The London Paper – 20 Nov 2006
I was presented with what can only be described as a ‘no win’ situation last week. My 50 something year old boss recently found out that I fancied myself as a bit a chap on the squash court and challenged me to a game. On receiving this challenge over a couple of pints of ‘Bishops Finger’ in front of various colleagues at ‘Dirty Dick’s’ I had no choice but to accept. The problem is that this buffoon will be deciding my bonus over the next few weeks. Should I let him win? … and risk appearing like a drip even though drips are unlikely to get a fruity bonus come January. Or should I play him and beat him and risk possible retribution come b-day?
Let’s also not forget that I’m probably the most competitive person in the City which is akin to claiming to be the biggest nutter in Baghdad. I completely concur with Gore Vidal’s proposition that ‘It is not enough to succeed. Others must fail’. Most of us in the City are alpha males but such is my sickness that I have at times competed with colleagues about who is the most competitive. So allowing the boss to win would require me to fight every natural urge in my body. I decided to play it by ear and see how the mood took me on the day.
In the taxi over to the sports centre he upped the stakes by suggesting a small wager on the game. Things were really going from bad to worse now. I proposed we merely play for honour but he wasn’t having that and we settled on £50. Before the game I made some piss-poor excuse about my ankle but he matched my gambit and raised me a ‘recurring twinge’ to the shoulder. The game itself proved to be incredibly tiring – he was even more competitive than me and, even more importantly, was desperate to show that he was fit and strong. Throughout the latter stages of the game he was sweating like a ginger kid in an orphanage and looked like he was about to have a coronary.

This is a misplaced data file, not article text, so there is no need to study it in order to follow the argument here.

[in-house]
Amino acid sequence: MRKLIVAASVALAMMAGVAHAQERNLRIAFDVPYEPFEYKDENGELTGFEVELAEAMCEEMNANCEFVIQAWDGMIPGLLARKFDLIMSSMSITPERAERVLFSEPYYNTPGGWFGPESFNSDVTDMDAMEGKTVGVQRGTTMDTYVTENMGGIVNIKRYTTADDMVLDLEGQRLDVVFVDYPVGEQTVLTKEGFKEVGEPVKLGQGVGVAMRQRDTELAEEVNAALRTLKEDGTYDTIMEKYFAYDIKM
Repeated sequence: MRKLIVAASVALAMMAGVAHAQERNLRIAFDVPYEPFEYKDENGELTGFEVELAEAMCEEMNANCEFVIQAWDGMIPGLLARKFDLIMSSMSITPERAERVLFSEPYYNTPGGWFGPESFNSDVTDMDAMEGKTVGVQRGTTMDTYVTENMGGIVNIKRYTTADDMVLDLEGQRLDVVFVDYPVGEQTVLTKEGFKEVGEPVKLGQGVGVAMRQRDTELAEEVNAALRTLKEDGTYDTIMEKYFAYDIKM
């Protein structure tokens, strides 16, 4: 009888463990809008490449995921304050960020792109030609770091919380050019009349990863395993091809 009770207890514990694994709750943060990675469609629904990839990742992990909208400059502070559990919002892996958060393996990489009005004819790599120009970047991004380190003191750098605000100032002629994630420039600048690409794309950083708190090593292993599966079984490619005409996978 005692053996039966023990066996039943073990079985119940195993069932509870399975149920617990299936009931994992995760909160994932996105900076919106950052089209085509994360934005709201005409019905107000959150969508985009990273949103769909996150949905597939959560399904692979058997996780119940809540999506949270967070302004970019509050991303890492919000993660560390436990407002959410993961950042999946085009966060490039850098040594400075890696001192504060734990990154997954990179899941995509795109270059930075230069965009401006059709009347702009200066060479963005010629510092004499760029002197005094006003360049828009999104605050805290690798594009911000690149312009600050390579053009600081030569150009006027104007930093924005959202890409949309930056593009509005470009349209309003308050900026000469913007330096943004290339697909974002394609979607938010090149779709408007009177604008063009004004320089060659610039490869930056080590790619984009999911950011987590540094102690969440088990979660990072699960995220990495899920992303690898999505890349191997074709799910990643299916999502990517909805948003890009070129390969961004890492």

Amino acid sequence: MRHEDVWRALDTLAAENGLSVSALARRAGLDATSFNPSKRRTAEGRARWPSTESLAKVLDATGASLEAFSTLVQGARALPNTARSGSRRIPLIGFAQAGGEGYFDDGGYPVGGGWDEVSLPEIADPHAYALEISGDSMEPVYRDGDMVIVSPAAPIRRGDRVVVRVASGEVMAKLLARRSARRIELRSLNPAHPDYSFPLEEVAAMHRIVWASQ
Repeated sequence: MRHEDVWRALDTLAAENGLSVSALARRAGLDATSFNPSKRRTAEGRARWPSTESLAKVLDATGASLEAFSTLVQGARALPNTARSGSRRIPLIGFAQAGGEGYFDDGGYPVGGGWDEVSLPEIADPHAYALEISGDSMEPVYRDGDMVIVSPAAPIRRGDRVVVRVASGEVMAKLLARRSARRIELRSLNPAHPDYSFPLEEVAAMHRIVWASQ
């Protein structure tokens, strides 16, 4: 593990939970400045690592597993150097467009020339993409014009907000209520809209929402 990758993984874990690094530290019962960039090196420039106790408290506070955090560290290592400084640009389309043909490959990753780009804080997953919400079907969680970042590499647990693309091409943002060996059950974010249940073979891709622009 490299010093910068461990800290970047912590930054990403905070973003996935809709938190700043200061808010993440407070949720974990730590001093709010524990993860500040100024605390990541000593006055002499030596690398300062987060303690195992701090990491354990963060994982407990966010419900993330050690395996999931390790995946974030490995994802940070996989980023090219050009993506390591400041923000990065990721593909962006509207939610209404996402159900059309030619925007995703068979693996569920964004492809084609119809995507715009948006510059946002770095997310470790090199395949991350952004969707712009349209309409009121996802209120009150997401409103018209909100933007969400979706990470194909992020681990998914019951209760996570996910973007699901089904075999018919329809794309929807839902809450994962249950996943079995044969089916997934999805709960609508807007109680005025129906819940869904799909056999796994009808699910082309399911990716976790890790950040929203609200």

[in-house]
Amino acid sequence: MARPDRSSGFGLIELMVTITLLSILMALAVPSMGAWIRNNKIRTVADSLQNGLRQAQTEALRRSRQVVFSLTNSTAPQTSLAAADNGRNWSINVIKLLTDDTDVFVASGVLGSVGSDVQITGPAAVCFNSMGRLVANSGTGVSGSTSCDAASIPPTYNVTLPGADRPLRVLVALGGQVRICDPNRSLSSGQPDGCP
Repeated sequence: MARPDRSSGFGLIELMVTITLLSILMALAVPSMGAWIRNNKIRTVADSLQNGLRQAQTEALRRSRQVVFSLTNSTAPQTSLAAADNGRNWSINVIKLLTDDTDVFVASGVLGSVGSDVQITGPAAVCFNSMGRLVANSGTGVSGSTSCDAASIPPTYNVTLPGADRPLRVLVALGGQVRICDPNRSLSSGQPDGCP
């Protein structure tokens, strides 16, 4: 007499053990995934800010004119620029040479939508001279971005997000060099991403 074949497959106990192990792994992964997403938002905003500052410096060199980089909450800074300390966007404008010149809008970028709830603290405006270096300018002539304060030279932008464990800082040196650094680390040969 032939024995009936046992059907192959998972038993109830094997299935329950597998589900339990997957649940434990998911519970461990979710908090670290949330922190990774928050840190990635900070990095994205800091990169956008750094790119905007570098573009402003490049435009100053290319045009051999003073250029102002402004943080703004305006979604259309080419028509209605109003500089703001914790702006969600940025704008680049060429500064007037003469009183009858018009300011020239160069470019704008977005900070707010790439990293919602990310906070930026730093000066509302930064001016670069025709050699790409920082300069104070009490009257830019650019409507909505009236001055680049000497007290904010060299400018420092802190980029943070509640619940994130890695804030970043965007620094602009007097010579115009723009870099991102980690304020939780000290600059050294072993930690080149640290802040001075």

Anyway, eventually I let him win a narrow victory and, with a pretend tail between my legs, went over to shake his hand. Amazingly, once he’d regained his breath he had the audacity to shout ‘Who’s the daddy?’ and then patted me on the back saying ‘not bad for an old man, eh?’ Now this joker is married to a woman half his age (wife number 3 I think) and clearly has major issues. When he finally asked the rhetorical question, ‘still lead in my pencil, eh?’ I realised that this squash game was actually a simple opportunity for my boss to prove he was still a sexual tyrannosaurus. I already look forward to his condescending remarks at the next departmental knees-up.
Richard Nixon famously said ‘Show me a good loser, and I’ll show you a loser’. But in this particular case I think swallowing my pride could have been a more financially lucrative decision. I didn’t ‘listen to the voices’ and provided he still foolishly believes he beat me fair and square I’m looking forward to receiving a bonus unsullied by his conceit having been damaged. I’m competitive but at the end of the day, as we say in the City, ‘money talks and bullshit walks’. Anyway, I can always whup his ass come February.